13. Growth-arrest-specific protein 2 inhibits cell division in Xenopus embryos.

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    Tong Zhang

    Full Text Available Growth-arrest-specific 2 gene was originally identified in murine fibroblasts under growth arrest conditions. Furthermore, serum stimulation of quiescent, non-dividing cells leads to the down-regulation of gas2 and results in re-entry into the cell cycle. Cytoskeleton rearrangements are critical for cell cycle progression and cell division and the Gas2 protein has been shown to co-localize with actin and microtubules in interphase mammalian cells. Despite these findings, direct evidence supporting a role for Gas2 in the mechanism of cell division has not been reported.To determine whether the Gas2 protein plays a role in cell division, we over-expressed the full-length Gas2 protein and Gas2 truncations containing either the actin-binding CH domain or the tubulin-binding Gas2 domain in Xenopus laevis embryos. We found that both the full-length Gas2 protein and the Gas2 domain, but not the CH domain, inhibited cell division and resulted in multinucleated cells. The observation that Gas2 domain alone can arrest cell division suggests that Gas2 function is mediated by microtubule binding. Gas2 co-localized with microtubules at the cell cortex of Gas2-injected Xenopus embryos using cryo-confocal microscopy and co-sedimented with microtubules in cytoskeleton co-sedimentation assays. To investigate the mechanism of Gas2-induced cell division arrest, we showed, using a wound-induced contractile array assay, that Gas2 stabilized microtubules. Finally, electron microscopy studies demonstrated that Gas2 bundled microtubules into higher-order structures.Our experiments show that Gas2 inhibits cell division in Xenopus embryos. We propose that Gas2 function is mediated by binding and bundling microtubules, leading to cell division arrest.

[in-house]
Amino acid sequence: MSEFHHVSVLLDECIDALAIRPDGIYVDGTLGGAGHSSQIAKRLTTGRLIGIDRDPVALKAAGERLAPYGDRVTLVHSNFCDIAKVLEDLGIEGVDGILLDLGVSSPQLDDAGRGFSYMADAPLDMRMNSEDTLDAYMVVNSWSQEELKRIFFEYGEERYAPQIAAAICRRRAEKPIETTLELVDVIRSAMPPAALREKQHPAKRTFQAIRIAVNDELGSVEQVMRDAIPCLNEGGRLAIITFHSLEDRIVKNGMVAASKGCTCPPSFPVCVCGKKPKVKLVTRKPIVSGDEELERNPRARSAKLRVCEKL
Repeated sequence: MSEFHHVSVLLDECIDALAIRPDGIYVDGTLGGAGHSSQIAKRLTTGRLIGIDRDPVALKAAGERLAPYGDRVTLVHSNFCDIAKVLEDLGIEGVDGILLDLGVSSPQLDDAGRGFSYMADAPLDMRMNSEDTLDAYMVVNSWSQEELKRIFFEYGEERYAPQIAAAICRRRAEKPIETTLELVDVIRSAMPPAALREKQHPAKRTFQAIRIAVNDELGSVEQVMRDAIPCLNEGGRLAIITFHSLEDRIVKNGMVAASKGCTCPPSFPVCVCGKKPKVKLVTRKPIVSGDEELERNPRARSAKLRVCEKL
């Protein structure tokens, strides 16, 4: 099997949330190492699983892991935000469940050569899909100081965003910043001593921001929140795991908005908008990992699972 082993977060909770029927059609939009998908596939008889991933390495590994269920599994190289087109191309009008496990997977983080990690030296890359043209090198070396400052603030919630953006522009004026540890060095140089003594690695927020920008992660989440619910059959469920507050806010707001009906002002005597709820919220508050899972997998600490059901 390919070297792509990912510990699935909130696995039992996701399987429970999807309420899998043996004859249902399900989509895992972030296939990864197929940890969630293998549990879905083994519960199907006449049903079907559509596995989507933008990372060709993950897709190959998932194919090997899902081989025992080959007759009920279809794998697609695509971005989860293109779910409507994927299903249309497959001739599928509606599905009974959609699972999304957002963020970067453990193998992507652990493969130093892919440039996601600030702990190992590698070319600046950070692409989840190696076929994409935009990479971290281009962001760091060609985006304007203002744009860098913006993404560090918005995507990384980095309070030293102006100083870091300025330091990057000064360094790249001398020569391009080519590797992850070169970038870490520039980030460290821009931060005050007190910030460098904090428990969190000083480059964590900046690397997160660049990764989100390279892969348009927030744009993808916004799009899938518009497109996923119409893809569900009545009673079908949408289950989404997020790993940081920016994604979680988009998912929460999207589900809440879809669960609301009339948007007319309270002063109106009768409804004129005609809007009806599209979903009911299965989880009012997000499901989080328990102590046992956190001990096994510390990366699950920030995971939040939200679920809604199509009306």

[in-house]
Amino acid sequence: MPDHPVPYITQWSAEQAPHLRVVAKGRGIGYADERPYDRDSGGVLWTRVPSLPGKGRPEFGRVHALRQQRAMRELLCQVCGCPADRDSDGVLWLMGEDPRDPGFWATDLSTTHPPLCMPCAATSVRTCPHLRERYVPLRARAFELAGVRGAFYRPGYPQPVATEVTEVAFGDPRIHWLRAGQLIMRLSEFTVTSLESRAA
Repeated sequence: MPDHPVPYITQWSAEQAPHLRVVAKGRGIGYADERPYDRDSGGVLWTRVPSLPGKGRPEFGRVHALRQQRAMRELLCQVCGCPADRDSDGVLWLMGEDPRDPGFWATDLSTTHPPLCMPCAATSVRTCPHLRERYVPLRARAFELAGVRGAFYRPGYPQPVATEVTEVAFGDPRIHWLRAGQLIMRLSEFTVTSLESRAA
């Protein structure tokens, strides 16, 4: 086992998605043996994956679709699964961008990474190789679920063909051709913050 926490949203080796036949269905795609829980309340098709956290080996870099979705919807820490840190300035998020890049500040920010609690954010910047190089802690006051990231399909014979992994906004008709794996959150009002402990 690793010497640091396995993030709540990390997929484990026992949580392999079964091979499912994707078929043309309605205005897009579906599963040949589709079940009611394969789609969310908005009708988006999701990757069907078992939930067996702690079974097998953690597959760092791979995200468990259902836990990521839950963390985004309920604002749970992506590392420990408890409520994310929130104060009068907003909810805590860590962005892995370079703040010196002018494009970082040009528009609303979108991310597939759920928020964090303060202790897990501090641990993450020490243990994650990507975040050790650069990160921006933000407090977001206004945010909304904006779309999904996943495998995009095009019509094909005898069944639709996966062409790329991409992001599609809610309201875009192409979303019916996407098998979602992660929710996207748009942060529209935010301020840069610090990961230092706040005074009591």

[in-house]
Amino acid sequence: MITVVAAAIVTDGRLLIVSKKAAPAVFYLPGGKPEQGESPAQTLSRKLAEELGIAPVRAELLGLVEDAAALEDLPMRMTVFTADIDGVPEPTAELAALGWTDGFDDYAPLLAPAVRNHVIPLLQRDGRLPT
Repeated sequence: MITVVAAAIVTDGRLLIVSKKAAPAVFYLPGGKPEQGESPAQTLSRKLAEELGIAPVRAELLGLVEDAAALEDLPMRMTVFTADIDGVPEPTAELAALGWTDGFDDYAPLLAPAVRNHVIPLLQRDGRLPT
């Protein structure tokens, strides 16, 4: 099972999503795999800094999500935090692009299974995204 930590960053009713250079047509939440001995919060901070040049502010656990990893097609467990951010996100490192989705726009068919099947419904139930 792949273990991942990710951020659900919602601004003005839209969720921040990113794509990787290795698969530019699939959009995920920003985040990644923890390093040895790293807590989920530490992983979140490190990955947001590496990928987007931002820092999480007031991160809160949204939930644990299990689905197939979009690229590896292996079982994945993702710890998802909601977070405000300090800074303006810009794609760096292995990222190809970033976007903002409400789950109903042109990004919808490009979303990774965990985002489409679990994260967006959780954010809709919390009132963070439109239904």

14. A comparison of electronic and traditional cigarette butt leachate on the development of Xenopus laevis embryos

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    Tatiana Tatum Parker